Endangered Species Act


Lessons for Fighting the Trump Administration’s Attacks on Science

, Research Director, Center for Science and Democracy

With all the recent headlines about the Trump administration’s attacks on the government scientific enterprise—from dismissing scientists from advisory committees, to hiring untrained or conflicted heads of agencies, to blatant misinformation from administration officials—it can be difficult to think about the solutions. But we must. My new paper, out this week in Conservation Biology, does just that.  Read more >

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Protect the Science, Protect the Species

, researcher, Center for Science & Democracy

As we face irreversible destruction of species and their habitats due to threats from habitat loss and fragmentation, overharvesting, pollution, climate change, and invasive species, lawmakers indicate they intend to attack the Endangered Species Act again. Read more >

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Nine Questions for Ryan Zinke, Donald Trump’s Pick to Lead the Interior Department

, deputy director, Climate & Energy Program

Montana Congressman Ryan Zinke will begin Senate confirmation hearings today for the post of Secretary of Interior in Donald Trump’s cabinet. As Secretary, he would oversee America’s 500 million acres of public lands, including the National Park System. Read more >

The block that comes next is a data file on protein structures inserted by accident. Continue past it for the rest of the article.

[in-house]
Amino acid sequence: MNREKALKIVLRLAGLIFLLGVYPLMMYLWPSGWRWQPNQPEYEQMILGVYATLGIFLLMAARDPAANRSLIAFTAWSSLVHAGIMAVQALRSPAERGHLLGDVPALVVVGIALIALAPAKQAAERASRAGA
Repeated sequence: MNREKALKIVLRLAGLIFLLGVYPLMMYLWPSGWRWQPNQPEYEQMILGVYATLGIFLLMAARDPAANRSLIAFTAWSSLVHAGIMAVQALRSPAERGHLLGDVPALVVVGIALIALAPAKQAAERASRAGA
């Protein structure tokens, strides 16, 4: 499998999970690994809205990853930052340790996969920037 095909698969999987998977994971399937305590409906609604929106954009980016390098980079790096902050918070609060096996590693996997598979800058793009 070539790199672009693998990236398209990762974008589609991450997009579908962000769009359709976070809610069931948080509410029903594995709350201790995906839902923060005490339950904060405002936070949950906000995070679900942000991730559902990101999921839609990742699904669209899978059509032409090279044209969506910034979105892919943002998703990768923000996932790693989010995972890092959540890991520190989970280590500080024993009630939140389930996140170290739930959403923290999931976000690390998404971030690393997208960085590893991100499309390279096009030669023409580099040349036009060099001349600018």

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Endangered Columbian white-tailed deer on Tenasillahe Island at Julia Butler Hansen National Wildlife Refuge in Oregon.

New Endangered Species Peer-Review Policy Scores A Point for Independent Science

, Research Director, Center for Science and Democracy

Today, the U.S. Fish and Wildlife Service (FWS) released an update to its peer review policy for endangered species listings. The new policy takes a step forward in terms of safeguarding the science that informs endangered species listing decisions. While the provisions could be stronger in a few areas, the new policy takes strong steps toward more robust and transparent peer-review at the agency, following efforts by a group of independent scientists working with the Union of Concerned Scientists and others to improve science-based decisions around endangered species. Read more >

Photo: Blu Chaney, USFWS: CC BY 2.0/Flickr
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Taking a Stand for Science: Documents Show FWS Scientists Disagreed with Wolverine Decision

, Research Director, Center for Science and Democracy

What do sage grouse, wolves, and burying beetles have to do with politics? A lot when we look at how decisions to protect or not protect these species have gotten tied into political debates. Instead of discussions focused on whether populations of these species are threatened, we’ve instead had conversations about the intersection of sage grouse territory with fracking sites, how wolf conservation impacts interstate commerce, and whether burying beetle habitat overlapped with Keystone XL pipeline plans. Now scientists are stepping up to bring the conversation back to science. Read more >

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